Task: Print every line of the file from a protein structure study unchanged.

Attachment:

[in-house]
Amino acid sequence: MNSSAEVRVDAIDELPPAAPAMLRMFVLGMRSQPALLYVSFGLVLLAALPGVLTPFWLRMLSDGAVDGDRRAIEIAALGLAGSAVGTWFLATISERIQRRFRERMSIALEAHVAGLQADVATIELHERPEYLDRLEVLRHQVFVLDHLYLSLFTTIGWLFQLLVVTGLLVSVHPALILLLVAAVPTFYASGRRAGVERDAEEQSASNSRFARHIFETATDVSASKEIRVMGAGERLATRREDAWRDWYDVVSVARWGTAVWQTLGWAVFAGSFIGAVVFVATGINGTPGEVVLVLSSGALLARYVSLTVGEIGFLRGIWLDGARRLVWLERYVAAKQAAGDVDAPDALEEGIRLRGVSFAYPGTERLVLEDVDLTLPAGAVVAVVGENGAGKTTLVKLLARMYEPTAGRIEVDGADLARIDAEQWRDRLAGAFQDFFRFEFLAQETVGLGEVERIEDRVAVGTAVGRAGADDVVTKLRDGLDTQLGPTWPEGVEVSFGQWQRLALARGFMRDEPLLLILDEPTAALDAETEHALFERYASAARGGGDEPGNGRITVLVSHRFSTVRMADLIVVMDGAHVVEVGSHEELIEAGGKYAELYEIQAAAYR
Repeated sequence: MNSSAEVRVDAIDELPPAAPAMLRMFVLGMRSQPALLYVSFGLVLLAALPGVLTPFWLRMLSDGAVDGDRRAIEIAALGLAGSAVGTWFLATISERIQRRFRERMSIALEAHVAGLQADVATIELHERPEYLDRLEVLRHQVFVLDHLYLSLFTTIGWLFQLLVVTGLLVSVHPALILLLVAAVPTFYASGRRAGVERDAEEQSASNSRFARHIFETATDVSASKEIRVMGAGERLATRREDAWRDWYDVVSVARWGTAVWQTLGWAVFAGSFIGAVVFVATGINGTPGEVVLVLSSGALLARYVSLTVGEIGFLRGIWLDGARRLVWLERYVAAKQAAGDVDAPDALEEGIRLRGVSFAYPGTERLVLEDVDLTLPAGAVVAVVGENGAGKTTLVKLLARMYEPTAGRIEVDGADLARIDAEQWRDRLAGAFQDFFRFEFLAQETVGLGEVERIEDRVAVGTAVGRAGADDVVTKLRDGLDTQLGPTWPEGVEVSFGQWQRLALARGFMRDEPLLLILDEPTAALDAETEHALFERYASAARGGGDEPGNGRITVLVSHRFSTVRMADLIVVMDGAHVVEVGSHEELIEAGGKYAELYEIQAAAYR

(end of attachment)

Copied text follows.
[in-house]
Amino acid sequence: MNSSAEVRVDAIDELPPAAPAMLRMFVLGMRSQPALLYVSFGLVLLAALPGVLTPFWLRMLSDGAVDGDRRAIEIAALGLAGSAVGTWFLATISERIQRRFRERMSIALEAHVAGLQADVATIELHERPEYLDRLEVLRHQVFVLDHLYLSLFTTIGWLFQLLVVTGLLVSVHPALILLLVAAVPTFYASGRRAGVERDAEEQSASNSRFARHIFETATDVSASKEIRVMGAGERLATRREDAWRDWYDVVSVARWGTAVWQTLGWAVFAGSFIGAVVFVATGINGTPGEVVLVLSSGALLARYVSLTVGEIGFLRGIWLDGARRLVWLERYVAAKQAAGDVDAPDALEEGIRLRGVSFAYPGTERLVLEDVDLTLPAGAVVAVVGENGAGKTTLVKLLARMYEPTAGRIEVDGADLARIDAEQWRDRLAGAFQDFFRFEFLAQETVGLGEVERIEDRVAVGTAVGRAGADDVVTKLRDGLDTQLGPTWPEGVEVSFGQWQRLALARGFMRDEPLLLILDEPTAALDAETEHALFERYASAARGGGDEPGNGRITVLVSHRFSTVRMADLIVVMDGAHVVEVGSHEELIEAGGKYAELYEIQAAAYR
Repeated sequence: MNSSAEVRVDAIDELPPAAPAMLRMFVLGMRSQPALLYVSFGLVLLAALPGVLTPFWLRMLSDGAVDGDRRAIEIAALGLAGSAVGTWFLATISERIQRRFRERMSIALEAHVAGLQADVATIELHERPEYLDRLEVLRHQVFVLDHLYLSLFTTIGWLFQLLVVTGLLVSVHPALILLLVAAVPTFYASGRRAGVERDAEEQSASNSRFARHIFETATDVSASKEIRVMGAGERLATRREDAWRDWYDVVSVARWGTAVWQTLGWAVFAGSFIGAVVFVATGINGTPGEVVLVLSSGALLARYVSLTVGEIGFLRGIWLDGARRLVWLERYVAAKQAAGDVDAPDALEEGIRLRGVSFAYPGTERLVLEDVDLTLPAGAVVAVVGENGAGKTTLVKLLARMYEPTAGRIEVDGADLARIDAEQWRDRLAGAFQDFFRFEFLAQETVGLGEVERIEDRVAVGTAVGRAGADDVVTKLRDGLDTQLGPTWPEGVEVSFGQWQRLALARGFMRDEPLLLILDEPTAALDAETEHALFERYASAARGGGDEPGNGRITVLVSHRFSTVRMADLIVVMDGAHVVEVGSHEELIEAGGKYAELYEIQAAAYR